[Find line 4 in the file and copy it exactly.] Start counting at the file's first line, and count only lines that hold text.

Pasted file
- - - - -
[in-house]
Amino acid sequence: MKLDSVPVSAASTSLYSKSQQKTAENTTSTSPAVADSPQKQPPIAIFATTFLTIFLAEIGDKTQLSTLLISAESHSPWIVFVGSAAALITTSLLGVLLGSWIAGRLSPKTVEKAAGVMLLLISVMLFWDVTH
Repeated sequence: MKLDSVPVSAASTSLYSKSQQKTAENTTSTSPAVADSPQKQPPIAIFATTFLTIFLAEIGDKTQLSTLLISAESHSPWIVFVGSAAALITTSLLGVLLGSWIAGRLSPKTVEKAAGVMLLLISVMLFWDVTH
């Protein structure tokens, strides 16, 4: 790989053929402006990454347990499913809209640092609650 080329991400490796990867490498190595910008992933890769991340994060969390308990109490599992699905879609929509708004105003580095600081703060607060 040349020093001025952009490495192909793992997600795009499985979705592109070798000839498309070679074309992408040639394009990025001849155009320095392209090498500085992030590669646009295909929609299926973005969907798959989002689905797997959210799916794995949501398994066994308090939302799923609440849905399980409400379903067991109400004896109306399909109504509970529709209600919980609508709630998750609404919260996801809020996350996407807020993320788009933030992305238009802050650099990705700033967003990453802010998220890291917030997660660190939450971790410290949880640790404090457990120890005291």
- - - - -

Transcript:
């Protein structure tokens, strides 16, 4: 790989053929402006990454347990499913809209640092609650 080329991400490796990867490498190595910008992933890769991340994060969390308990109490599992699905879609929509708004105003580095600081703060607060 040349020093001025952009490495192909793992997600795009499985979705592109070798000839498309070679074309992408040639394009990025001849155009320095392209090498500085992030590669646009295909929609299926973005969907798959989002689905797997959210799916794995949501398994066994308090939302799923609440849905399980409400379903067991109400004896109306399909109504509970529709209600919980609508709630998750609404919260996801809020996350996407807020993320788009933030992305238009802050650099990705700033967003990453802010998220890291917030997660660190939450971790410290949880640790404090457990120890005291």